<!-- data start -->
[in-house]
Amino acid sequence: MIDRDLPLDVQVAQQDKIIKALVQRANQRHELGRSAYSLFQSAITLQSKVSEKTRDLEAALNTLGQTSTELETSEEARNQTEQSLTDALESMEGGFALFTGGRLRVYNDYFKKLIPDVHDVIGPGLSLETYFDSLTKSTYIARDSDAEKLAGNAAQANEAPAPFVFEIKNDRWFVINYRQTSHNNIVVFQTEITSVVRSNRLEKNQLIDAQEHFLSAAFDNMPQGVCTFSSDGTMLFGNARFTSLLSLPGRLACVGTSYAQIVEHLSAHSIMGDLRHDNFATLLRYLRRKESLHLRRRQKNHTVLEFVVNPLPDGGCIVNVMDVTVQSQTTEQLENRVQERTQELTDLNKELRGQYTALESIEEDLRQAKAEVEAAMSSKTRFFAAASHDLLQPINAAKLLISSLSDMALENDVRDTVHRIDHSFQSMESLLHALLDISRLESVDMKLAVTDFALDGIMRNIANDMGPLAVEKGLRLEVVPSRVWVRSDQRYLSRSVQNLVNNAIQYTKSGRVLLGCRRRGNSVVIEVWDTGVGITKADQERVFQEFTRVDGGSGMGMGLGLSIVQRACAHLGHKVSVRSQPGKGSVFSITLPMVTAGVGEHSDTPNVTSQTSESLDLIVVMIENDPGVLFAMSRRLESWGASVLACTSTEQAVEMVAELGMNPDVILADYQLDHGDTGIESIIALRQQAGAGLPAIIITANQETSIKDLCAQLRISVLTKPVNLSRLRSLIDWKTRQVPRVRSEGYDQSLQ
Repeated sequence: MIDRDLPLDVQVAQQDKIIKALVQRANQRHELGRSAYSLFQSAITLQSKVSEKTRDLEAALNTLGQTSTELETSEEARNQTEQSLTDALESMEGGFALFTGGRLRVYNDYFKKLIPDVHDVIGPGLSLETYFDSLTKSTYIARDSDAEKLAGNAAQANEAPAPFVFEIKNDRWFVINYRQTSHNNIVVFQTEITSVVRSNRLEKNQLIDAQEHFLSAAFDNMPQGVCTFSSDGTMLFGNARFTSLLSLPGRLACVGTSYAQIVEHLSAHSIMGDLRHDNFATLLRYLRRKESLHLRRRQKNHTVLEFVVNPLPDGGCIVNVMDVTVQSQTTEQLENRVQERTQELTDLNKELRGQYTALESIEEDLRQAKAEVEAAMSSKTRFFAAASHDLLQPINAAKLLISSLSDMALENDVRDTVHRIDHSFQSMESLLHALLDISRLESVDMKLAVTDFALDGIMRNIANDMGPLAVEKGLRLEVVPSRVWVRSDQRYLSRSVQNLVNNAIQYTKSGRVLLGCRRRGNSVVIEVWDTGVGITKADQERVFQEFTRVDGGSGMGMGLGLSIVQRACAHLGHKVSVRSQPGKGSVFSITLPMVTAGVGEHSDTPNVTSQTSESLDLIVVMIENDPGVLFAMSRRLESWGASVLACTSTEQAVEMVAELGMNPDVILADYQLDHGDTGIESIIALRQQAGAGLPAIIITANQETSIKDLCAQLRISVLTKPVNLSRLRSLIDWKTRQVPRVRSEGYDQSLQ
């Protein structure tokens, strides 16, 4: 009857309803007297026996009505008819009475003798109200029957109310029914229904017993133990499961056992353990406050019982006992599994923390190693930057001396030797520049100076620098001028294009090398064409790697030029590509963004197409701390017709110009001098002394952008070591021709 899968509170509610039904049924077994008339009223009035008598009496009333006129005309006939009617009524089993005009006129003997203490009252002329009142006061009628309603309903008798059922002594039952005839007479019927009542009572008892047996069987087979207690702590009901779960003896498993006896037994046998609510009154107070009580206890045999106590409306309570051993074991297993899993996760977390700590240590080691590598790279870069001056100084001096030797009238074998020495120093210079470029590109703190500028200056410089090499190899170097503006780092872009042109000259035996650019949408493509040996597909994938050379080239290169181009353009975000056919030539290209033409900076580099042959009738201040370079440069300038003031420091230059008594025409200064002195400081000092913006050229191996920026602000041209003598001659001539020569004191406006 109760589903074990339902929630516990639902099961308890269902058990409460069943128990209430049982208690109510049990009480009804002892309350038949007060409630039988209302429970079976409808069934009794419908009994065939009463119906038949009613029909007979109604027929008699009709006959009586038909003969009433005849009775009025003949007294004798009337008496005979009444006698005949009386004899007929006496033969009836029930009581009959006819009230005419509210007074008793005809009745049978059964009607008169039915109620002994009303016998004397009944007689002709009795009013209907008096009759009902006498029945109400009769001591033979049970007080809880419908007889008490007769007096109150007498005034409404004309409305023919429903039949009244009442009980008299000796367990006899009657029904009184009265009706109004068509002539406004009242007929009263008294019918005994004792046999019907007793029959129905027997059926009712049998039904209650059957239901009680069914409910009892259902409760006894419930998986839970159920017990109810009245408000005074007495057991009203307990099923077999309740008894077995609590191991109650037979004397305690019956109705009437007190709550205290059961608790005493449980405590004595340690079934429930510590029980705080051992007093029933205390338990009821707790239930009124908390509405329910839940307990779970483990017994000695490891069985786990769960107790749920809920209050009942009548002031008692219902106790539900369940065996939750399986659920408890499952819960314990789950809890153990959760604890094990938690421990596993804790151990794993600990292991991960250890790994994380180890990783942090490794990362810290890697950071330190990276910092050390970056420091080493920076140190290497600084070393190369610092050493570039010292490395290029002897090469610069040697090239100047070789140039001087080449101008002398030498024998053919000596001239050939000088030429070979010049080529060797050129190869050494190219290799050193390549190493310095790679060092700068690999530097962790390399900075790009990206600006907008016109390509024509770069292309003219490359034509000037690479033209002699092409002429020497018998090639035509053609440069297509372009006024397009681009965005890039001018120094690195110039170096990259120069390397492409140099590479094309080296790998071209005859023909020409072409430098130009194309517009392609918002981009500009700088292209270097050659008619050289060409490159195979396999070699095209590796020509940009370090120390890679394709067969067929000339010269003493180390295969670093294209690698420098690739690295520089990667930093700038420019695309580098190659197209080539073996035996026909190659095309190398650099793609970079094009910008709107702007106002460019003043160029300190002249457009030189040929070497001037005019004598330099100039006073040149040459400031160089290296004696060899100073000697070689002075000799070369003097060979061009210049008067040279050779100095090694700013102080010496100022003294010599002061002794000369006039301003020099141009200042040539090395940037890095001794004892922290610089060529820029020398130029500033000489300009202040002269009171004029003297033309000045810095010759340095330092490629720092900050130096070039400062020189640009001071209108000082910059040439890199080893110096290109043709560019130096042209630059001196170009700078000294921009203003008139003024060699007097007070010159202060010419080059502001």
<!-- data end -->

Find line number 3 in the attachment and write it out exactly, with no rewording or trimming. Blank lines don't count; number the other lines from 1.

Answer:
Repeated sequence: MIDRDLPLDVQVAQQDKIIKALVQRANQRHELGRSAYSLFQSAITLQSKVSEKTRDLEAALNTLGQTSTELETSEEARNQTEQSLTDALESMEGGFALFTGGRLRVYNDYFKKLIPDVHDVIGPGLSLETYFDSLTKSTYIARDSDAEKLAGNAAQANEAPAPFVFEIKNDRWFVINYRQTSHNNIVVFQTEITSVVRSNRLEKNQLIDAQEHFLSAAFDNMPQGVCTFSSDGTMLFGNARFTSLLSLPGRLACVGTSYAQIVEHLSAHSIMGDLRHDNFATLLRYLRRKESLHLRRRQKNHTVLEFVVNPLPDGGCIVNVMDVTVQSQTTEQLENRVQERTQELTDLNKELRGQYTALESIEEDLRQAKAEVEAAMSSKTRFFAAASHDLLQPINAAKLLISSLSDMALENDVRDTVHRIDHSFQSMESLLHALLDISRLESVDMKLAVTDFALDGIMRNIANDMGPLAVEKGLRLEVVPSRVWVRSDQRYLSRSVQNLVNNAIQYTKSGRVLLGCRRRGNSVVIEVWDTGVGITKADQERVFQEFTRVDGGSGMGMGLGLSIVQRACAHLGHKVSVRSQPGKGSVFSITLPMVTAGVGEHSDTPNVTSQTSESLDLIVVMIENDPGVLFAMSRRLESWGASVLACTSTEQAVEMVAELGMNPDVILADYQLDHGDTGIESIIALRQQAGAGLPAIIITANQETSIKDLCAQLRISVLTKPVNLSRLRSLIDWKTRQVPRVRSEGYDQSLQ